Yesterday’s FISA legislation passed the House without a majority of support from Democrats, who opposed the measure 105-128 in spite of the votes of Reps. Pelosi and Hoyer. A notable exception however were Democrats in competitive districts.
The Cook Political Report counts 31 incumbent Democrats as being in potentially competitive House districts, not including those who are retiring. Here is how that group of 31 voted on the legislation:
That is 23 Yeas against 8 Nays; included among the Yeas were all 6 incumbent Democrats in districts rated as “toss-up”. By contrast, those Democrats in noncompetitive districts (or those who are retiring) voted against the measure 82-120. A special star of sorts should go to IN-9’s Baron Hill, who was the only Democrat in a competitive Red State district to oppose the measure. Hill has run for the House five times, winning on four occasions, but never by more than 25,000 votes.
Now, one should be careful about conflating cause and effect. Did these Democrats vote for the FISA bill because they think it will help them to get re-elected? Or were they elected in 2006 because they were conservative enough Democrats to vote for this legislation in the first place?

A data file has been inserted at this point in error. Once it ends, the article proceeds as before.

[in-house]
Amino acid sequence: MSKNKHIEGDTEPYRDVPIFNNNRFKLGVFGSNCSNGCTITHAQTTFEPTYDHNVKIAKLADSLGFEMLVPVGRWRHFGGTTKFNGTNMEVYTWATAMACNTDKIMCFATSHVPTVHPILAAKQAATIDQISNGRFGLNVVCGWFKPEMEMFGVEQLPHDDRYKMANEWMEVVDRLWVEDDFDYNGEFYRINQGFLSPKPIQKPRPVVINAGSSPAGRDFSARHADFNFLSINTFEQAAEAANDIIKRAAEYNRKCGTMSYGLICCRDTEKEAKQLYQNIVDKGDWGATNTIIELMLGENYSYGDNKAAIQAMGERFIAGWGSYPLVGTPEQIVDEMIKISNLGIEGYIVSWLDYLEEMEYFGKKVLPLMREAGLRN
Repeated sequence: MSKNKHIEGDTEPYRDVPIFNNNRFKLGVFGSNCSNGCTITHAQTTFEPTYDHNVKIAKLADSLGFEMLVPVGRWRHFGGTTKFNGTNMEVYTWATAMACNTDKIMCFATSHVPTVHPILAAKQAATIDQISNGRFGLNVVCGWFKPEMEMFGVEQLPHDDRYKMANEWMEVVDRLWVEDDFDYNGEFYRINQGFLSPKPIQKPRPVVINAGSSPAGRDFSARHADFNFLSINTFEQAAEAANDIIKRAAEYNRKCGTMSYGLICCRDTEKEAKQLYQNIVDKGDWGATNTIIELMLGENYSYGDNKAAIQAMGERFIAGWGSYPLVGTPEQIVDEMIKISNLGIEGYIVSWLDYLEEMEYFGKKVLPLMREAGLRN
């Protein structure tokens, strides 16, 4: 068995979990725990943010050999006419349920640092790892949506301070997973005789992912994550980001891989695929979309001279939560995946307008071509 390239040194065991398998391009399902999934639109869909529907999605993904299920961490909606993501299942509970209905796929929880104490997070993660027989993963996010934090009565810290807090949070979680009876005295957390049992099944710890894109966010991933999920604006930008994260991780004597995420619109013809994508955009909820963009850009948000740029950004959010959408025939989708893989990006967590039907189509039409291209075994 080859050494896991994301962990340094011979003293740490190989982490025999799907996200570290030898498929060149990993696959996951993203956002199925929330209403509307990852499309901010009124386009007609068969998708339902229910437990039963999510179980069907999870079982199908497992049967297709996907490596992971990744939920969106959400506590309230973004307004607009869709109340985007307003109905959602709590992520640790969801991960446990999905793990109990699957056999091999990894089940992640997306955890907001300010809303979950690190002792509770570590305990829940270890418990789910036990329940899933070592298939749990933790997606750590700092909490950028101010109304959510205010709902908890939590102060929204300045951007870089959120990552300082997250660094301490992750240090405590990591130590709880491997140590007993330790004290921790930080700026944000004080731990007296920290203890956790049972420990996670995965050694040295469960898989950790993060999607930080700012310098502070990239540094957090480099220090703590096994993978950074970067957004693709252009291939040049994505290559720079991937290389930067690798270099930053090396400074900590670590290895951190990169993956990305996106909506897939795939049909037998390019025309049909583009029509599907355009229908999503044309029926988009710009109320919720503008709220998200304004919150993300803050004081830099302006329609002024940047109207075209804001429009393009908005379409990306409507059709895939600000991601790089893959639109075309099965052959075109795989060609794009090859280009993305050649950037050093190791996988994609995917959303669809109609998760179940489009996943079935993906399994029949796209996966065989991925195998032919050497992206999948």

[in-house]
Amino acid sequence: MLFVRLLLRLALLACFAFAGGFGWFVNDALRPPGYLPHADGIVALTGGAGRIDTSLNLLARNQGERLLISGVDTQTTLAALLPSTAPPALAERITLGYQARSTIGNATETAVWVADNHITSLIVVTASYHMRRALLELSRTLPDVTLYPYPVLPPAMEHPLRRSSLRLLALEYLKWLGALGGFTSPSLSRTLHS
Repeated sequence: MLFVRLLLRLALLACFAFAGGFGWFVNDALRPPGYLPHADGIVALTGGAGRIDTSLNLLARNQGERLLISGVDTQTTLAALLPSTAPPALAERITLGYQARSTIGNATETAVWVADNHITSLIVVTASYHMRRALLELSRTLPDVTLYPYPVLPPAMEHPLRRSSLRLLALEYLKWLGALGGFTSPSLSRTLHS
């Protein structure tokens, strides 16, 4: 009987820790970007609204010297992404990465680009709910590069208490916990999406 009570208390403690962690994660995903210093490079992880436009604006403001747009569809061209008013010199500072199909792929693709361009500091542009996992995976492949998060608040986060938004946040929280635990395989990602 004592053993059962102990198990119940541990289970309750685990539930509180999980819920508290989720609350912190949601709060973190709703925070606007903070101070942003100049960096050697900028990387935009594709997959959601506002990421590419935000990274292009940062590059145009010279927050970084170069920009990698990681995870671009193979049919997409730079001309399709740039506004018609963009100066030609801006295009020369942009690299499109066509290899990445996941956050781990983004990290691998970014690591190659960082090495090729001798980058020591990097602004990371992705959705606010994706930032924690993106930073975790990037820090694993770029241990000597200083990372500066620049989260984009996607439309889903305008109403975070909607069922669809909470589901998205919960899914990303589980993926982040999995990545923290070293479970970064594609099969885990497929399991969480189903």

Either way, this certainly helps to explain Nancy Pelosi’s mindset.
As for Barack Obama, I’m not sure that he had much choice but to come out in support of the legislation. Was he really going to throw Nancy Pelosi under the bus and pick an intraparty fight when she was as instrumental as anybody else in Washington in getting him the nomination? Was he really going to run afoul of the Blue Dogs when they are probably his swing voters in passing some version of national health care legislation?
This was certainly a political decision on Obama’s part — but not necessarily one that had very much to do with his own electoral prospects. The FISA issue simply isn’t high-profile enough to register at the national level. Instead, it was a decision made with the politics of governance in mind: not a 2008 decision, but one for 2009.